Great to see the Telegraph reporting earlier this month that the Paleo diet was the most searched-for diet on the internet last year. Tap in ‘Paleo diet’ in Google trends and we also get some exceptionally high rises over the last year.
Things are progressing but unfortunately the Telegraph couldn’t let it go without a warning about all that ‘fat-laden meat at the expense of the whole host of good things (calcium, vitamin D, fibre and antixoxidants among them) which are found in dairy and grains.’
This sort of misinformation is a real shame.
As we know, fat is essential (see here). We should not be afraid of good fats and that includes the saturated fat in meat. In fact, our avoidance of fat (twinned with an abundance of ‘healthy’ carbs) has led us into all sorts of problems and deprived us of an essential nutrient, especially for brain function. Fatty meat was regarded as a prized source of food for our hunter-gatherer ancestors, with the leaner meat less so. If we are eating animals that have been entirely grain fed and factory farmed, we will want to limit the fat intake as this is where many of the toxins are stored, but on the whole fatty meat is good stuff.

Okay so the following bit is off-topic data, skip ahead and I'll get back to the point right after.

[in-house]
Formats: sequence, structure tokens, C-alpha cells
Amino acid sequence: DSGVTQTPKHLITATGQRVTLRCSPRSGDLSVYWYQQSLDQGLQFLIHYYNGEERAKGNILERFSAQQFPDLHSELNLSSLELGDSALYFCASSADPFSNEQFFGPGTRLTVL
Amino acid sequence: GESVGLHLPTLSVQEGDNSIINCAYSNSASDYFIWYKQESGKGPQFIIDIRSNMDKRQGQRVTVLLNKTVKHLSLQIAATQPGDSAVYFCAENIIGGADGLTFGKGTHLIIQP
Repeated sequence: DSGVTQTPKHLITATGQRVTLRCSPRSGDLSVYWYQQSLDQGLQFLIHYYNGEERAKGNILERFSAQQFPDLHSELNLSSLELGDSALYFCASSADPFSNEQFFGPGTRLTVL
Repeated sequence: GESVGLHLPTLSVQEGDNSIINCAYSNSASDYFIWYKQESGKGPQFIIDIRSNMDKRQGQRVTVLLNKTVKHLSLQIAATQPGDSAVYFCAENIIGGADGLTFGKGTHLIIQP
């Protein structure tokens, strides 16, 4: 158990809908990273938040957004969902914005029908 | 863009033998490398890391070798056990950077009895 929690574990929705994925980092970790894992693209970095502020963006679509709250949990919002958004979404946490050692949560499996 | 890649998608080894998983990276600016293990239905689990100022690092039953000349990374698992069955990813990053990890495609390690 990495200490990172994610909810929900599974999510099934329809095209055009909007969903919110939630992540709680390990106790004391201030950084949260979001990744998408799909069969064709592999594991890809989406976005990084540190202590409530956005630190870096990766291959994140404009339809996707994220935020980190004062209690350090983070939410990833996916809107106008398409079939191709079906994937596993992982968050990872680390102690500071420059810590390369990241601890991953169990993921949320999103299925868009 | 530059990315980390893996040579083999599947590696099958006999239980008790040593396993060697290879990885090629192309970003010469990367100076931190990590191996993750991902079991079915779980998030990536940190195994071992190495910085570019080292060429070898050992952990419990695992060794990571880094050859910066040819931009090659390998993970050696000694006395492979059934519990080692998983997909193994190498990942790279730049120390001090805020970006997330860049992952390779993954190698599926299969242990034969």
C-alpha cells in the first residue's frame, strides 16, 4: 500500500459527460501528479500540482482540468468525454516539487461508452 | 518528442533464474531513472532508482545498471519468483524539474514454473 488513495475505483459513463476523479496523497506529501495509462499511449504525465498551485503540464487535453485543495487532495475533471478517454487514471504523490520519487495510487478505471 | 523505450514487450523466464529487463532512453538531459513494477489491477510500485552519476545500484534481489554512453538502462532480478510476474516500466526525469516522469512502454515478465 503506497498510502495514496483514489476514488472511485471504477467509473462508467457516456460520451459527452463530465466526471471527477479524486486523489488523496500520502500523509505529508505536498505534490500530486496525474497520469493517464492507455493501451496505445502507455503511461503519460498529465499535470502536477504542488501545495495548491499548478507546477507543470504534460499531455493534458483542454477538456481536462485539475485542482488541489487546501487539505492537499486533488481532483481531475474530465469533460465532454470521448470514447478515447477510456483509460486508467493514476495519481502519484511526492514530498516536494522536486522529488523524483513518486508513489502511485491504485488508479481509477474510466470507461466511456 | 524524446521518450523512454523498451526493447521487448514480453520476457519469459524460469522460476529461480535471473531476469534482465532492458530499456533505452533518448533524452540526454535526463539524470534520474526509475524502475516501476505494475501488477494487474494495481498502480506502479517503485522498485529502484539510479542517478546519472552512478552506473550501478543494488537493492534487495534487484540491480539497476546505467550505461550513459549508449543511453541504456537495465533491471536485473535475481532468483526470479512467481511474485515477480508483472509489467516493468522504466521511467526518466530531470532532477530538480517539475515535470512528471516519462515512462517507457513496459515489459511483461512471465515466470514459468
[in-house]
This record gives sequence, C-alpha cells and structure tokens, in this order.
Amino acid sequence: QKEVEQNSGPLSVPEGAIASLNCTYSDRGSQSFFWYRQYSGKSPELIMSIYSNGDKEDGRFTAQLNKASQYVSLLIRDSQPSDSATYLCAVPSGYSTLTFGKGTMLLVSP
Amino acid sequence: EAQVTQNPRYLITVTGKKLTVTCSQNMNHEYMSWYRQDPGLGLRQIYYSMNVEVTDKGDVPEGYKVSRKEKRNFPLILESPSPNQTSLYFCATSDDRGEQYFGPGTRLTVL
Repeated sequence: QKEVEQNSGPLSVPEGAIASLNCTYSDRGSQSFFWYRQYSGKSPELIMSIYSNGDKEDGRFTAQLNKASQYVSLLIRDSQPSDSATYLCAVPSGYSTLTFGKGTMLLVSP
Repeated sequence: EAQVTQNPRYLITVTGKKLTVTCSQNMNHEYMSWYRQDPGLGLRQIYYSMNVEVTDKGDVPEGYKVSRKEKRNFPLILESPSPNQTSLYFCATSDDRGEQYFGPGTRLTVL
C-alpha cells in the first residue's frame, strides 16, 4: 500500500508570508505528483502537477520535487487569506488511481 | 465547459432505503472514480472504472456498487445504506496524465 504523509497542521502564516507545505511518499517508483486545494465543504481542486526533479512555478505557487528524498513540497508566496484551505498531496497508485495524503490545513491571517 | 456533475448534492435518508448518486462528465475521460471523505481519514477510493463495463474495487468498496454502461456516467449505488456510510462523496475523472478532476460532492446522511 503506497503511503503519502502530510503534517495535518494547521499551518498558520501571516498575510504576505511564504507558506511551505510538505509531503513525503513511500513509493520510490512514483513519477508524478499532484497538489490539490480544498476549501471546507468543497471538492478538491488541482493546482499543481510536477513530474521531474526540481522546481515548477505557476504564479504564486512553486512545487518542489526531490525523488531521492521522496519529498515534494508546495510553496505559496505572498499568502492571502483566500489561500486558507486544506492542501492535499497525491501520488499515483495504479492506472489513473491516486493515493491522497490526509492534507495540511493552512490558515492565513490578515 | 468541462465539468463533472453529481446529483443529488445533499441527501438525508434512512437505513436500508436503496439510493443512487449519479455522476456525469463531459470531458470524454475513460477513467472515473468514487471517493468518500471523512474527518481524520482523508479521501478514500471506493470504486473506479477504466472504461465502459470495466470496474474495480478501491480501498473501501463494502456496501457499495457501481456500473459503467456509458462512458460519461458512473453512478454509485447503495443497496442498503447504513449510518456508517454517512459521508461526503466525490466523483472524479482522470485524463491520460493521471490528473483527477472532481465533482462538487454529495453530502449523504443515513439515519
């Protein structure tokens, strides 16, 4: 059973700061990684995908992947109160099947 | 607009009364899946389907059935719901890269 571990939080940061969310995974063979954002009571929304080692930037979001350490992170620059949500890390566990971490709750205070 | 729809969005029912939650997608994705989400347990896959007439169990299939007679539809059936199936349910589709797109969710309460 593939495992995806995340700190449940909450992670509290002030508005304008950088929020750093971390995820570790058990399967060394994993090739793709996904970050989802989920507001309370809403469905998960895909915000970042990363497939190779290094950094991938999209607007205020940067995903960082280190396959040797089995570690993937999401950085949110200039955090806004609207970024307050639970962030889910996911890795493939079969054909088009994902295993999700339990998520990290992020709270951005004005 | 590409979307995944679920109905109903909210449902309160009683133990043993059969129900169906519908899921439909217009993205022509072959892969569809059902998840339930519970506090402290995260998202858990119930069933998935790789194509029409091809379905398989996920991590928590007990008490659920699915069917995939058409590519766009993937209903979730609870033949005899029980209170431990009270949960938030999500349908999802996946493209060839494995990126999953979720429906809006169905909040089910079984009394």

Apart from the fact that many Paleo adherents enjoy limited forms of dairy if tolerated (fermented products in particular), the idea that dairy products are essential for adequate calcium intake is contentious. Foods such as oily fish (salmon, sardines, mackerel), nuts (almonds in particular), leafy greens (kale especially), tahini and sea vegetables are all excellent sources of calcium. Then there is the fact that Vitamin D controls the amount of calcium within the bones – see my post on Vitamin D here. It is impossible to make up for deficiencies in this hormone by food alone. Apart from this, the links between calcium and bone health are highly contentious, as are the links between calcium deficiency and osteoporosis.
As for grains, we know that the phytates in grain products inhibit mineral absorption (calcium, Vitamin D) and that upon examination, the bones of our Paleolithic ancestors, pre-agricultural revolution and consequently all those grains) showed remarkable strength.
Lastly, our fibre and anti-oxidants are easily available in leafy vegetables and limited fruit without the need to resort to grain consumption. This is nonsense.
Of additional interest in the article was the fact that the Ketogenic diet was also listed, although describing the process of ketone fuelling as a ‘starvation state’ rather than as a perfectly normal process was somewhat alarming.
Anyway, mustn’t grumble too much – at least it gets the word out for the start of 2014. Happy New Year!
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